Business & Lobbying

Democrats want businesses to help get LGBT bill across finish line

Photo of David Cicilline and Nancy Pelosi
Greg Nash

The House this week is set to pass legislation that would expand LGBT protections, but Democrats are looking for help from the business community to get it through the Senate with GOP support.

Major companies and trade associations are largely endorsing the Equality Act and putting their lobbying weight behind the bill in an attempt to get enough Senate Republicans on board.

President Biden on Friday urged swift action on the legislation, which would prohibit discrimination based on sexual orientation or gender identity for housing, education, employment, credit, jury service and public accommodations. GOP support is needed to reach the 60-vote threshold in the evenly split Senate.

Some of the biggest names in corporate America are members of the Human Rights Campaign’s Business Coalition pushing for passage of the Equality Act, including American Express, AT&T, Bank of America, Chevron, CVS, General Motors, Marriott and Verizon.

“The legislation not only aligns with corporate values of fairness and inclusion, it’s also good business sense,” said Human Rights Campaign Director for the Workplace Equality Program Beck Bailey. “Leading employers have long offered nondiscrimination protections for their LGBTQ workers ensuring they are empowered to bring their full selves to work, but understand that employees and their families must have the uniform civil rights protections in other aspects of life.”

The bill, reintroduced Thursday by Rep. David Cicilline (D-R.I.), passed the House in May 2019, with eight Republicans crossing the aisle, but wasn’t taken up in what was then the GOP-controlled Senate. The measure would need the support of 10 Republican senators to overcome a legislative filibuster and land on the president’s desk.

The business community rallied around it in 2019 and is re-upping its commitment this time around.

Speaker Nancy Pelosi (D-Calif.) recently touted the business community’s role as Democrats aim to get the Equality Act signed into law within the first 100 days of Biden’s presidency.

“Ending discrimination in the workplace and every other aspect of life, not only is good for the LGBTQ community, for our whole society, but also for the businesses that want the very best. They should be hiring without any concern of complaint about the diversity that they are introducing into there. That’s why we think we’ll have strong bipartisan support. We think the business community will help us in the Senate, yeah,” Pelosi told reporters on Jan. 28.

Sen. Susan Collins of Maine was the sole Republican co-sponsor of the legislation in the previous Congress. In June, she joined a group of Democrats calling on the Senate to bring it up for a vote.

The measure hasn’t been reintroduced in the Senate this year, but Democratic Sens. Jeff Merkley (Ore.), Cory Booker (N.J.) and Tammy Baldwin (Wis.) are expected to do so this week.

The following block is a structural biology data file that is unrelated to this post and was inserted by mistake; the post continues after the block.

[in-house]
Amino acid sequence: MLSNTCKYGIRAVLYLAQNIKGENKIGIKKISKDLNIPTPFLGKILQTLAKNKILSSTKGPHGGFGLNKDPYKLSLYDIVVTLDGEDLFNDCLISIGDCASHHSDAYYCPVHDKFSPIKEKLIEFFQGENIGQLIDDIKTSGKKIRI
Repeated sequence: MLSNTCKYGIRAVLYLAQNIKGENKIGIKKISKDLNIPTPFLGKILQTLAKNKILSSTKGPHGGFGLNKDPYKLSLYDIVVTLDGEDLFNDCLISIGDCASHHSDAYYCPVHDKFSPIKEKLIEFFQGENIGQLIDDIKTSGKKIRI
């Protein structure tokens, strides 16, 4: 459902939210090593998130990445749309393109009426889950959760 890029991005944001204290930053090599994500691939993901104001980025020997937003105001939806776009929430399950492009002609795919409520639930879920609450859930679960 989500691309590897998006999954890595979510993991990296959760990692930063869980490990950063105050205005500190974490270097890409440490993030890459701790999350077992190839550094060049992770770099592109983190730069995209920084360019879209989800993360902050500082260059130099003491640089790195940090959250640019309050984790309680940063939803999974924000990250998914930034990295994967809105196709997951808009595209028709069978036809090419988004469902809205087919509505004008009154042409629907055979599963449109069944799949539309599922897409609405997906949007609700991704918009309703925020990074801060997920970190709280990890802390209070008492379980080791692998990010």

Advocacy groups working with the business community haven’t revealed which GOP senators they plan to target. While Collins has signaled support for the bill, other potential swing votes like Sen. Mitt Romney (R-Utah) have indicated opposition.

The bill would amend the Civil Rights Act of 1964, the Equal Credit Opportunity Act and the Jury Selection and Services Act by extending existing protections to sexual orientation and gender identity.

Another amendment to the Civil Rights Act of 1964 would include prohibiting discrimination in public spaces on the basis of sex and expanding public spaces covered in the law to include retail stores, banks, legal services and transportation services.

The Supreme Court in June ruled in a 6-3 decision that the country’s laws on sex discrimination in the workplace also apply to discrimination against LGBT individuals.

The Justice Department in the waning days of the Trump administration issued a last-minute memo to limit the scope of the decision, but Biden’s acting head of the Justice Department’s civil rights division revoked the directive last month.

Proponents of the bill are hoping to avoid any chance of a similar reversal during a future administration by getting the Equality Act signed into law.

Those supporters include many in Silicon Valley, including Apple, Facebook, Intel and Microsoft, who say winning over Senate Republicans is the final piece to that puzzle.

“As we’ve seen, businesses thrive when they are open to everyone, and the LGBTQ community deserves equal rights, protections, and opportunities. That is why we strongly support the House passage of the Equality Act and encourage the Senate to quickly follow suit,” said Peter Chandler, TechNet’s vice president of federal policy and government relations.

Tags Cory Booker David Cicilline Jeff Merkley Joe Biden Mitt Romney Nancy Pelosi Susan Collins Tammy Baldwin

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